Sir Chloe and Daffo @ The Axis Club

Selfishly, the first thing I noticed about Sir Chloe was what they were wearing. The musicians sported all white ensembles, with the men in particular wearing Frank Iero and The Future Violents-esque coveralls. The lead singer, however, sported a vest covered in fringes and a classic red lip. With several dates on their tour sold out, and more than one person audibly screaming along, there was a palpable energy in the room. Daffo will be the only band accompanying Sir Chloe on this tour, and their opening night performance proved why they deserved to take that spot.  Queuing in the freezing cold was entirely worth it to see these bands play the first date of The Savory Tour at the Axis Club on March 10th. For the low cost of my fingers and toes, I spent the evening at the barricade peering up at a guitarist and breathing in copious amounts of artificial fog. The aforementioned queue contained several brightly dyed heads, visibly queer people, and men there to support their bisexual girlfriends. This crowd was vibrant in ways beyond hair colour, screaming along and headbanging the entire night. Though I only went in knowing a few songs, both bands put on a phenomenal show. 

Daffo started off with some mellow indie vibes, featuring Cranberries-esque vocals that would only get more powerful throughout the set. Lead singer Gabi Gamberg was instantly captivating, and not only for the skirt-over-jeans combo she sported. This band proved to be masters of building up a song, understanding just the right moment to add a wall of distortion that could have knocked a toddler flat. This extended to a face-melting harmonica solo that solidified them as a powerhouse for me. Both guitarist and lead singer played off each other, even faux fighting with the necks of their guitars at a particularly loud moment in their set.

Throughout the night, the band seamlessly intermixed the expected indie rock songs with a few more country-sounding tracks. Something about this blend was enormously comforting, despite it not being particularly soft or gentle most of the time. Their song “Good God” has failed to leave my mind since seeing it live, flawlessly combining pensive lyrics with twangy guitar. Even though this was only night one of the tour, their charisma was clear. Banter, invitations to do-si-so and brutal honesty about having left merchandise back at the hotel made their set feel like I was watching old friends perform. There was plenty of singing along and dancing from the crowd, and even those who didn’t know them were clearly (and rightfully) charmed. Clearly, whiny vocals and a good sense of humour can make you a crowd favourite, especially when you make them feel right at home with your music.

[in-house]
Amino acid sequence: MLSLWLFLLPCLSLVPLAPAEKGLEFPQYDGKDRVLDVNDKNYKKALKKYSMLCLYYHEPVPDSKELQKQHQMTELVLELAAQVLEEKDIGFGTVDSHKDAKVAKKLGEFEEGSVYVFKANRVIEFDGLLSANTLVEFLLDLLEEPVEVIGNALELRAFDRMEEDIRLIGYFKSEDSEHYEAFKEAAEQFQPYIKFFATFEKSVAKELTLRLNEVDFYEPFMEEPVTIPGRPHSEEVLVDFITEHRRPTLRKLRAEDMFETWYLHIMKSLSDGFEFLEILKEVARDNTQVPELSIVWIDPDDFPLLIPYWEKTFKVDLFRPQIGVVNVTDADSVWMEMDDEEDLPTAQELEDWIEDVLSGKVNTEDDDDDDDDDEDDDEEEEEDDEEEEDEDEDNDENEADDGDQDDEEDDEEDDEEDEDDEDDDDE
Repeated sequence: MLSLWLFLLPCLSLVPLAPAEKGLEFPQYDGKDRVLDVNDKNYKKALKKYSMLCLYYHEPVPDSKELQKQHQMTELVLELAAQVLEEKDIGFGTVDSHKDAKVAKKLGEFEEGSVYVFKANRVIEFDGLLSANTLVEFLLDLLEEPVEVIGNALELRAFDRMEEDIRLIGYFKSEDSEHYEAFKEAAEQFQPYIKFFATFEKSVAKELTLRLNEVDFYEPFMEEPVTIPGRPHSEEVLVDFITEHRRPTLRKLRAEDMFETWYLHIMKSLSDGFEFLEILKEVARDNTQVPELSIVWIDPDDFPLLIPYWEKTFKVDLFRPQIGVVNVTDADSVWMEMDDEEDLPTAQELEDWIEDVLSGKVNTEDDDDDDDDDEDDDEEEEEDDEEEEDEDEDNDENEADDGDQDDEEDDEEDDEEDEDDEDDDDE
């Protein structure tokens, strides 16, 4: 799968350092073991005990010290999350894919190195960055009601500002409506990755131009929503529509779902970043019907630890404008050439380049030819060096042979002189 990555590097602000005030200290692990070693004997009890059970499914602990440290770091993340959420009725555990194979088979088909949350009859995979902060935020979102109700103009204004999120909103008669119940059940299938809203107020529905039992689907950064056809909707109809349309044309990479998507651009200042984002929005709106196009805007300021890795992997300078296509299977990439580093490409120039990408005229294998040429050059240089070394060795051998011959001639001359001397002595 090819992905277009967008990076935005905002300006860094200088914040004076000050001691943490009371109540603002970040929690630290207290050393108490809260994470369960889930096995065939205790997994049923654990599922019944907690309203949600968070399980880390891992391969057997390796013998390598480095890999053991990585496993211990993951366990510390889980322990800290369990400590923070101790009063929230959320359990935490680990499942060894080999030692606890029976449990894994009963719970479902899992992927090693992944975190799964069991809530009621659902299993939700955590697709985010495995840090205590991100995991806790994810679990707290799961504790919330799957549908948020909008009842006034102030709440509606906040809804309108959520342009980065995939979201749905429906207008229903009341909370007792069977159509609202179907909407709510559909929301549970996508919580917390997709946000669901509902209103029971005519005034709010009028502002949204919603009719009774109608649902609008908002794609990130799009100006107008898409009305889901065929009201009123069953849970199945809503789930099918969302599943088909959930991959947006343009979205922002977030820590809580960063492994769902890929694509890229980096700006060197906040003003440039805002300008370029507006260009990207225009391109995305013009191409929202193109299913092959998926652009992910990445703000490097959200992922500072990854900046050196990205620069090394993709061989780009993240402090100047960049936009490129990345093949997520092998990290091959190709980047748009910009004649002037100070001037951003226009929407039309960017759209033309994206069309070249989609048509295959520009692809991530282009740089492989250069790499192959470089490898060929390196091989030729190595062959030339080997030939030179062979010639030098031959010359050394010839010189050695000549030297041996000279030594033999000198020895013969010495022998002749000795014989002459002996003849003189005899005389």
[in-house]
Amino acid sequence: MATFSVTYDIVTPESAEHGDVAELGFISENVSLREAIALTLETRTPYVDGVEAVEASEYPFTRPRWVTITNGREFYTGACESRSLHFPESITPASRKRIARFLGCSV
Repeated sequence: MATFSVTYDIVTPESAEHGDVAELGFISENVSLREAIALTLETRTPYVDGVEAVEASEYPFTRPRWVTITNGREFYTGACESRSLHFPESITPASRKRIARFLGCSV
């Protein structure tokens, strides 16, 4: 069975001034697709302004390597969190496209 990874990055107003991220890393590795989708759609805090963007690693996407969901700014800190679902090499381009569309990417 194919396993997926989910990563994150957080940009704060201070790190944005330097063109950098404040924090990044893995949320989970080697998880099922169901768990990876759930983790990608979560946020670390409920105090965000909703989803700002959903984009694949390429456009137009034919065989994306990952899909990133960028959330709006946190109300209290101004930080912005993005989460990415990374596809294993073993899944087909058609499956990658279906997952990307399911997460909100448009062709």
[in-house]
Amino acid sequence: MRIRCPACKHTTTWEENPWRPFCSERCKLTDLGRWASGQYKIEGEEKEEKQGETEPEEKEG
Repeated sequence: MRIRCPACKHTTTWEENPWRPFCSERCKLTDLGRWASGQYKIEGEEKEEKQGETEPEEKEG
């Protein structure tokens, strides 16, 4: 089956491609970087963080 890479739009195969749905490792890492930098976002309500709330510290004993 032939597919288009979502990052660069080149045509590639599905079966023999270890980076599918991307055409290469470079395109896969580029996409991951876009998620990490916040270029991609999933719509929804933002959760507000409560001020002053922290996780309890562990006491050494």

Bathed in pink light and surrounded by the chaos of adoring fans, it was clear that Sir Chloe were in their prime. The band immediately launched into a song from their new record, complete with keys. I was struck by the quality of their performance and the way that it mimicked the record, taking me right back to the first time I heard these songs. The band seemed to be enjoying themselves, moving and dancing around along with the crowd. Despite this, I felt like there was a tangible air of sadness to the singer. Between songs, her mouth formed into a grim line, making her appear almost timid despite her performance being the antithesis of it.

“Animal” was almost an out-of-body experience, with the singer kneeling in front of the crowd and grabbing their hands. I got the sense that it was just as cathartic for her as it was for us, with the red lights washing the crowd, band, and crew clean of anything that came before. The setlist included mostly newer songs, but also the fan favourites. Though I’m not very well versed in Sir Chloe’s music, I got a clear sense that they had both grown into and found their true sound with the new record, showing a level of maturity with every song they played. A highlight of the evening was the live debut of a new song called “Forgiving”, during which the singer ended up on the floor and thrashed around like she was in a fight with the song. Though her music is often chock full of guttural emotions, I wasn’t expecting them to literally bring her to her knees. It was a common feeling throughout the night, which seamlessly blended the sad with the more intense. I appreciated the fact that it felt like she was going through those feelings with us, rather than just bearing witness to them. 

Throughout the evening, there was a distinct difference between songs off of their debut record Party Favors. For me, “Sedona” was the most important song of the night. Though I know it’s a basic pick, I listened to it a lot when I was in high school. Full circle moments are important to me, and the shift from blasting this song on the bus to hearing it from the front row was really special. To me, hearing songs live makes it feel real, and solidifies every experience I’ve ever had in connection to what I’m hearing. Though music generally evokes a sense of community, this was a show during which I felt it was overwhelmingly strong. Being there and reckoning with my own feelings alongside both the crowd and the artist is what will stick in my memory. From smash hits all the way to brand new tunes, this evening has definitely reignited my passion for Sir Chloe, as well as opened my eyes to the wonder that is Daffo.